Older people are making invaluable contributions to their community, family, and parish. The Church values the elderly’s apostolate and provides them with pastoral care and support.
PUBLISHED ONJul 2022
According to “The Dignity of Older People and their Mission in the Church and in the World,” a document written by the Pontifical Council for the Laity, “The contribution that older people, by their experience, can make to the process of making our society and culture more human is particularly valuable. Older people bring religious and moral values that represent a rich spiritual endowment for the life of Christian communities, families, and the world.”
Such is certainly true in the pastoral experience of Fr. Crisostomo Magbitang, SDB, parish priest and rector of the National Shrine of Mary Help of Christians Parish in Better Living Subdivision, Parañaque City.
Link To The Past
“Senior citizens in our parish are the community elders we look up to for guidance. They are our historical link to the time when the community and parish were established. They share with us their rich knowledge of the history of the parish and the shrine, the teachings and practices of the early missionaries, and the traditions of the Catholic Church. Older people teach us the importance of anamnesis or remembering the past. History is important because it is part of our faith,” says Fr. Magbitang.
The Salesian priest noted how senior citizens remind us to practice church traditions and meet the standards of Christian living. “Many elderly parishioners promote Christian values through their active participation in the Block Rosary, Legion of Mary, and Apostolado ng Panalangin [Apostleship of Prayer]. They are also members and leaders of our parish livelihood programs.”
According to Fr. Magbitang, elderly parishioners consider the parish as their extended family. “They support the parish through their monetary donations. Their financial support to the parish comes from their pension, savings, or the money that they receive from their children. They also volunteer their time and energy in cleaning the church grounds and maintaining its facilities.”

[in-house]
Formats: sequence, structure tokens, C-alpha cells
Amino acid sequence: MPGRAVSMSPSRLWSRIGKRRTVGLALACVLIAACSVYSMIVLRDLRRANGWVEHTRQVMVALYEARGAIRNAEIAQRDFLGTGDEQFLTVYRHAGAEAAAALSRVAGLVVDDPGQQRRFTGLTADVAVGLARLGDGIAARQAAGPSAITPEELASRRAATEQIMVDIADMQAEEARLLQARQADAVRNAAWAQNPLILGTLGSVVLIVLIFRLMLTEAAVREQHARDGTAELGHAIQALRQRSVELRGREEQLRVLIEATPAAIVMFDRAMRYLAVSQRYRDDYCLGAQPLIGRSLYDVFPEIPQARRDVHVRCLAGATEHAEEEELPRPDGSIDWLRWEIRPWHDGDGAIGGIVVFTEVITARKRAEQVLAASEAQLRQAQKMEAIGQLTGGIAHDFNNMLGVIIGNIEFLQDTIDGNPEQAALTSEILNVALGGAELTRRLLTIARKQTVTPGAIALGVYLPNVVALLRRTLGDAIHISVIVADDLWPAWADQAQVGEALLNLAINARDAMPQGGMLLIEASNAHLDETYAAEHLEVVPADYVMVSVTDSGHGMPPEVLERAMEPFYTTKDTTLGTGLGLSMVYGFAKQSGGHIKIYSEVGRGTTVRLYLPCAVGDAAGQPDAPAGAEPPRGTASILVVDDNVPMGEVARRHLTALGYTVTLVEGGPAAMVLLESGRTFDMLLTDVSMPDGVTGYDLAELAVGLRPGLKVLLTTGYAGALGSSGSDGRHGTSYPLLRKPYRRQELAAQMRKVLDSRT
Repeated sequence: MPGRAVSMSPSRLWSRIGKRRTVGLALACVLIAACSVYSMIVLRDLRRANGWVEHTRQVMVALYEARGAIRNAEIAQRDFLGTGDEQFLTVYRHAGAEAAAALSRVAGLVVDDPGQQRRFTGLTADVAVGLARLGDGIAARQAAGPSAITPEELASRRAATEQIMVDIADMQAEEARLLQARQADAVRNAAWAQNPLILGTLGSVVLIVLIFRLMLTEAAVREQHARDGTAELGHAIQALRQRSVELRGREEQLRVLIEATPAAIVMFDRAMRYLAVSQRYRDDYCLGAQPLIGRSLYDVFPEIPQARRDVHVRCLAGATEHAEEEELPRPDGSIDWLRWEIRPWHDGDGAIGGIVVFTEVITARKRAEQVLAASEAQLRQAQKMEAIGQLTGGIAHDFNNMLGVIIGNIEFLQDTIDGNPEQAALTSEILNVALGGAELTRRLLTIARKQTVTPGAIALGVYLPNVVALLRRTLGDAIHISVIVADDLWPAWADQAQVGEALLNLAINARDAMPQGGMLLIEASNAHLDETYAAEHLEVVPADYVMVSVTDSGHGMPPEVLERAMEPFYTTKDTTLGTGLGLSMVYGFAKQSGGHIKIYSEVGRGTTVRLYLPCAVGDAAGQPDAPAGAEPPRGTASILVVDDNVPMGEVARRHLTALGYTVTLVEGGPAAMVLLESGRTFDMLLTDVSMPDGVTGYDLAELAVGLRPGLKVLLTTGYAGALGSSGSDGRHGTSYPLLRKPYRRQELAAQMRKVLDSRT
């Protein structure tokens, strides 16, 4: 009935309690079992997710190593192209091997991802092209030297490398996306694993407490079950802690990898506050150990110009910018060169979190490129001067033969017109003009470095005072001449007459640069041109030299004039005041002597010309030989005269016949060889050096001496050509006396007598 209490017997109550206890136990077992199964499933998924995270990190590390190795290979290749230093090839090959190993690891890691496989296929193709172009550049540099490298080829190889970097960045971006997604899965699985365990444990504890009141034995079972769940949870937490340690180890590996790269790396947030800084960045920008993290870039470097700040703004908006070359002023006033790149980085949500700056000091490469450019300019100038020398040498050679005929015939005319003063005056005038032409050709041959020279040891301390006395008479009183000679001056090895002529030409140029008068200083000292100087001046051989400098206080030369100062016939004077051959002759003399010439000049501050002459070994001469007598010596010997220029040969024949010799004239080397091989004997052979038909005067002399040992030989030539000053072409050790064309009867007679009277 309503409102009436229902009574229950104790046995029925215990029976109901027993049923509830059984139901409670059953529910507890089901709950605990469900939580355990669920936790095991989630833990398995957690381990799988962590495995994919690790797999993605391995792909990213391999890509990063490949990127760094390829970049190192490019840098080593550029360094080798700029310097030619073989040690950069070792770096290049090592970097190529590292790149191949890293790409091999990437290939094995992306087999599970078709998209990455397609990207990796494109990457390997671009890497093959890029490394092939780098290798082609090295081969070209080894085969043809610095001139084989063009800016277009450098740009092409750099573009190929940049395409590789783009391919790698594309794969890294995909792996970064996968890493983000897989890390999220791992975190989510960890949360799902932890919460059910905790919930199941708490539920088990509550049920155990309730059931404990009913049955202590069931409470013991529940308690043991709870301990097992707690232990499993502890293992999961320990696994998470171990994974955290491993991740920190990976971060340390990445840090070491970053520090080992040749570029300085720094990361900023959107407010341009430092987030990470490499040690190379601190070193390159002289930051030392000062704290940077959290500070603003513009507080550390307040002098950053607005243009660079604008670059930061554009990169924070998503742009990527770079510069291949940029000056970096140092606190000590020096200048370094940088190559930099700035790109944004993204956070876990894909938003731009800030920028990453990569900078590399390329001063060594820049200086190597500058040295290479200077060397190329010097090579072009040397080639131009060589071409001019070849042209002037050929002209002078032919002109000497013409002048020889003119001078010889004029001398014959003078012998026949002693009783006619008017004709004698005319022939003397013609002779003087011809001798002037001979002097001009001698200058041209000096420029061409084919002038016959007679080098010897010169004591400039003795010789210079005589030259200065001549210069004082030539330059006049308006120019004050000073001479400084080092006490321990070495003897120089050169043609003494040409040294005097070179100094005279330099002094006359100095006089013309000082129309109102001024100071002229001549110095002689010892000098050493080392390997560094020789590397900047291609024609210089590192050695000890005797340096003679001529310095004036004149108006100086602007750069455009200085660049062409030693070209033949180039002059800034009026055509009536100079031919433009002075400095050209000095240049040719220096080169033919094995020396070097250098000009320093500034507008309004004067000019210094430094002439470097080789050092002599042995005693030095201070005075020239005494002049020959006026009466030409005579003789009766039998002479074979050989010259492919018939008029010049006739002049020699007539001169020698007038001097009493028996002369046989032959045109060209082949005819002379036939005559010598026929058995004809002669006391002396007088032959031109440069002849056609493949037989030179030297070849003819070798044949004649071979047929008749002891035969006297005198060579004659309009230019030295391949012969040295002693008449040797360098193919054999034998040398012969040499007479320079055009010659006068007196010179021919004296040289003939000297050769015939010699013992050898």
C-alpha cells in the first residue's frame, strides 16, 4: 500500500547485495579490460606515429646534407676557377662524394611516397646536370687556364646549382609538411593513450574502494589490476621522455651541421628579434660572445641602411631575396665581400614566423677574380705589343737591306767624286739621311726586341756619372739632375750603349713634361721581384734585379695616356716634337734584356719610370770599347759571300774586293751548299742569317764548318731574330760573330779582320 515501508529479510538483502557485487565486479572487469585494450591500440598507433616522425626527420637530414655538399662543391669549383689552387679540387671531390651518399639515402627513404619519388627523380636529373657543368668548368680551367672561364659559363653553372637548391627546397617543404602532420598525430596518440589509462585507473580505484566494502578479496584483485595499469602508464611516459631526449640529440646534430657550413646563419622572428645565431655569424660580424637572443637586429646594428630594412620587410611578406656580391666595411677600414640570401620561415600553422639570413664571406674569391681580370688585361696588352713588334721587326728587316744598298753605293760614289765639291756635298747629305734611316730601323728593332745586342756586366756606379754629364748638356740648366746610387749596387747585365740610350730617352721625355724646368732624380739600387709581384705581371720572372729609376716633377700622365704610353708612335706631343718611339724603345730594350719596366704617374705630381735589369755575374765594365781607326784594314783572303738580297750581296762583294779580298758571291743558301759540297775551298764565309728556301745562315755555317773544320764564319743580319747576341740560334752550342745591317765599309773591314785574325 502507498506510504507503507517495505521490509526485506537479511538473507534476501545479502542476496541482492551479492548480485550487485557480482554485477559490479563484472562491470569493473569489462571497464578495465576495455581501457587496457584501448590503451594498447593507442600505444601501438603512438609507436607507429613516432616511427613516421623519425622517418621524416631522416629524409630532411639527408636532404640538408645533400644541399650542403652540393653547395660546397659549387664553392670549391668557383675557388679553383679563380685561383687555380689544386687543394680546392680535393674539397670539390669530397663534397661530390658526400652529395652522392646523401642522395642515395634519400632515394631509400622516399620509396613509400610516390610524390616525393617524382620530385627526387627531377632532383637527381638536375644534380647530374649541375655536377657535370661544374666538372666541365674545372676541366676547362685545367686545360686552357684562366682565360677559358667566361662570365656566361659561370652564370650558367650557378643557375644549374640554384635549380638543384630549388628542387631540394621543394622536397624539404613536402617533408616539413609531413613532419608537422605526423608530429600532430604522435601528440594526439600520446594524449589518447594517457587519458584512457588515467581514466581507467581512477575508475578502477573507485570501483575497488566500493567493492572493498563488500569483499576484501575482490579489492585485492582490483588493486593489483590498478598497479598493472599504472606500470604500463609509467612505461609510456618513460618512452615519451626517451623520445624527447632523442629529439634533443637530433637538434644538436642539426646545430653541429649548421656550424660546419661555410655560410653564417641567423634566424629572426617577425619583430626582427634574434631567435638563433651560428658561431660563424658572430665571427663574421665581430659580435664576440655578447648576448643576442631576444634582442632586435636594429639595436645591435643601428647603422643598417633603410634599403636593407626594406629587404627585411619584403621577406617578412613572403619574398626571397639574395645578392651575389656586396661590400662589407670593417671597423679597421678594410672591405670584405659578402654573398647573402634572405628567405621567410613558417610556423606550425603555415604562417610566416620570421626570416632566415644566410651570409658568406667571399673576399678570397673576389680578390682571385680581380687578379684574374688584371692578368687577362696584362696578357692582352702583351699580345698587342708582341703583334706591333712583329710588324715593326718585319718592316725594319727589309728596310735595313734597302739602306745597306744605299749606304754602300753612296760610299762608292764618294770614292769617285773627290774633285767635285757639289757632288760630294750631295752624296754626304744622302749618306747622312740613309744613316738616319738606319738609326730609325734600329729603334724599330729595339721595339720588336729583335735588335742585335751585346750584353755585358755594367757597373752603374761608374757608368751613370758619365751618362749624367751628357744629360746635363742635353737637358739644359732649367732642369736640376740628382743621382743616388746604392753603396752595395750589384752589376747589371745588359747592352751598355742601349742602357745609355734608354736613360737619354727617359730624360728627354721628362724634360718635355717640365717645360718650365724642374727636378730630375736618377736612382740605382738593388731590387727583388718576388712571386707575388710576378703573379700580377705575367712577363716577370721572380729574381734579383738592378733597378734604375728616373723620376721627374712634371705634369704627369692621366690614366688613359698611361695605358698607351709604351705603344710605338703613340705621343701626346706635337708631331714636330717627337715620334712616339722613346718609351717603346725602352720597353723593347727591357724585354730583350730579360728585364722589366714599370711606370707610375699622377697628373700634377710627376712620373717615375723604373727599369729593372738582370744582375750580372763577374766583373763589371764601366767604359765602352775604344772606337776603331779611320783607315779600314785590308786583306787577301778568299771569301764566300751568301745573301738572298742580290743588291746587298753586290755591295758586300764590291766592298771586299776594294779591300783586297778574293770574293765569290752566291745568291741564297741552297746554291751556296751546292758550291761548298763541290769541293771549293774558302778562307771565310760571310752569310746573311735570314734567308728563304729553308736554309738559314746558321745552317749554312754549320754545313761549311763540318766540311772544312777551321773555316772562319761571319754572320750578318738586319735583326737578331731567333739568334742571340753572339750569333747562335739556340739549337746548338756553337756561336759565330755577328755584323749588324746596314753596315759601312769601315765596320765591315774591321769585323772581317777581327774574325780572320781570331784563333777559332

Adapting To The Pandemic
Adapting to the unprecedented changes brought about by the COVID-19 pandemic has been a challenge for everyone, especially the elderly. “As we grow older, we get used to performing a set of activities daily. Shifting to a new routine can be very difficult for older people,” explains Fr. Magbitang.
At the start of the pandemic, elderly parishioners had difficulty using Zoom and Facebook to hear online masses and novenas, as well as to stay connected with relatives and friends, shares Fr. Magbitang. “But they persevered to learn how to use online platforms, and now attend church meetings, Block Rosary and Christmas parties via Zoom.
They remind us that we should not live in isolation. They always want to talk to people to share their stories and concerns. Their desire for personal interaction is the exact opposite of the culture of isolation that this pandemic promotes.”